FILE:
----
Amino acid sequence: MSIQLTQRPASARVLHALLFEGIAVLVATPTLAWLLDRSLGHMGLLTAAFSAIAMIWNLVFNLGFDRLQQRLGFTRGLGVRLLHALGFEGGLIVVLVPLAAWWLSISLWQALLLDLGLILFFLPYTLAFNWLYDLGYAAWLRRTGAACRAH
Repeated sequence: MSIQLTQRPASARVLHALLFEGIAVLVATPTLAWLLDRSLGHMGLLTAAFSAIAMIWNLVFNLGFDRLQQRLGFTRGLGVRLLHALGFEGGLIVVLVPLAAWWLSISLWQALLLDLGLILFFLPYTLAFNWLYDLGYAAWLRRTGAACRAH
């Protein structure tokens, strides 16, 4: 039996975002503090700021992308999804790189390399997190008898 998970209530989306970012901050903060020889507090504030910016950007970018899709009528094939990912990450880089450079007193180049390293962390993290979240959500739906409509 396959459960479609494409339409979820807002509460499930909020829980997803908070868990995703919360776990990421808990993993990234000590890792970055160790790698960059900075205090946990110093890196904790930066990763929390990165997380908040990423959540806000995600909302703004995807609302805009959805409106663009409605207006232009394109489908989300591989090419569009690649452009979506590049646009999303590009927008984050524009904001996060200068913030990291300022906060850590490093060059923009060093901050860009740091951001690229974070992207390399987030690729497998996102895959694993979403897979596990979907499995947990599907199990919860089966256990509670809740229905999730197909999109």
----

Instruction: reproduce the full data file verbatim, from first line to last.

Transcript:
Amino acid sequence: MSIQLTQRPASARVLHALLFEGIAVLVATPTLAWLLDRSLGHMGLLTAAFSAIAMIWNLVFNLGFDRLQQRLGFTRGLGVRLLHALGFEGGLIVVLVPLAAWWLSISLWQALLLDLGLILFFLPYTLAFNWLYDLGYAAWLRRTGAACRAH
Repeated sequence: MSIQLTQRPASARVLHALLFEGIAVLVATPTLAWLLDRSLGHMGLLTAAFSAIAMIWNLVFNLGFDRLQQRLGFTRGLGVRLLHALGFEGGLIVVLVPLAAWWLSISLWQALLLDLGLILFFLPYTLAFNWLYDLGYAAWLRRTGAACRAH
């Protein structure tokens, strides 16, 4: 039996975002503090700021992308999804790189390399997190008898 998970209530989306970012901050903060020889507090504030910016950007970018899709009528094939990912990450880089450079007193180049390293962390993290979240959500739906409509 396959459960479609494409339409979820807002509460499930909020829980997803908070868990995703919360776990990421808990993993990234000590890792970055160790790698960059900075205090946990110093890196904790930066990763929390990165997380908040990423959540806000995600909302703004995807609302805009959805409106663009409605207006232009394109489908989300591989090419569009690649452009979506590049646009999303590009927008984050524009904001996060200068913030990291300022906060850590490093060059923009060093901050860009740091951001690229974070992207390399987030690729497998996102895959694993979403897979596990979907499995947990599907199990919860089966256990509670809740229905999730197909999109």